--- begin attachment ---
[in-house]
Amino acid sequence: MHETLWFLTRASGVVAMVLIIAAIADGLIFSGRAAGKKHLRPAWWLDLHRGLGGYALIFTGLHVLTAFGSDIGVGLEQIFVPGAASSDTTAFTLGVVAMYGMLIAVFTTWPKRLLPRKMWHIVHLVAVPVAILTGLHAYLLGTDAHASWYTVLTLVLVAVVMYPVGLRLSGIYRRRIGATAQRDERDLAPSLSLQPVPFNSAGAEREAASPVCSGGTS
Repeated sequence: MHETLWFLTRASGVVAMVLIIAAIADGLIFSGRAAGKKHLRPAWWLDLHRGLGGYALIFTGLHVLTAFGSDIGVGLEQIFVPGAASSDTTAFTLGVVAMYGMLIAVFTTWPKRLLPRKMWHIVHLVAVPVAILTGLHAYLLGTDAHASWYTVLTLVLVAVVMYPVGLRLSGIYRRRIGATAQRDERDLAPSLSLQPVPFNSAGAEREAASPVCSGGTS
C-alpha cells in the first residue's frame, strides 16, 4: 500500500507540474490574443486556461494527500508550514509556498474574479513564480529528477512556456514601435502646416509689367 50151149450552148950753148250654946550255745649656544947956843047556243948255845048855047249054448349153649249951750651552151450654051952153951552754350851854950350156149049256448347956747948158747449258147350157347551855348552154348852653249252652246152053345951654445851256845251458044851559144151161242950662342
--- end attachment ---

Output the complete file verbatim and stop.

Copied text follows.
[in-house]
Amino acid sequence: MHETLWFLTRASGVVAMVLIIAAIADGLIFSGRAAGKKHLRPAWWLDLHRGLGGYALIFTGLHVLTAFGSDIGVGLEQIFVPGAASSDTTAFTLGVVAMYGMLIAVFTTWPKRLLPRKMWHIVHLVAVPVAILTGLHAYLLGTDAHASWYTVLTLVLVAVVMYPVGLRLSGIYRRRIGATAQRDERDLAPSLSLQPVPFNSAGAEREAASPVCSGGTS
Repeated sequence: MHETLWFLTRASGVVAMVLIIAAIADGLIFSGRAAGKKHLRPAWWLDLHRGLGGYALIFTGLHVLTAFGSDIGVGLEQIFVPGAASSDTTAFTLGVVAMYGMLIAVFTTWPKRLLPRKMWHIVHLVAVPVAILTGLHAYLLGTDAHASWYTVLTLVLVAVVMYPVGLRLSGIYRRRIGATAQRDERDLAPSLSLQPVPFNSAGAEREAASPVCSGGTS
C-alpha cells in the first residue's frame, strides 16, 4: 500500500507540474490574443486556461494527500508550514509556498474574479513564480529528477512556456514601435502646416509689367 50151149450552148950753148250654946550255745649656544947956843047556243948255845048855047249054448349153649249951750651552151450654051952153951552754350851854950350156149049256448347956747948158747449258147350157347551855348552154348852653249252652246152053345951654445851256845251458044851559144151161242950662342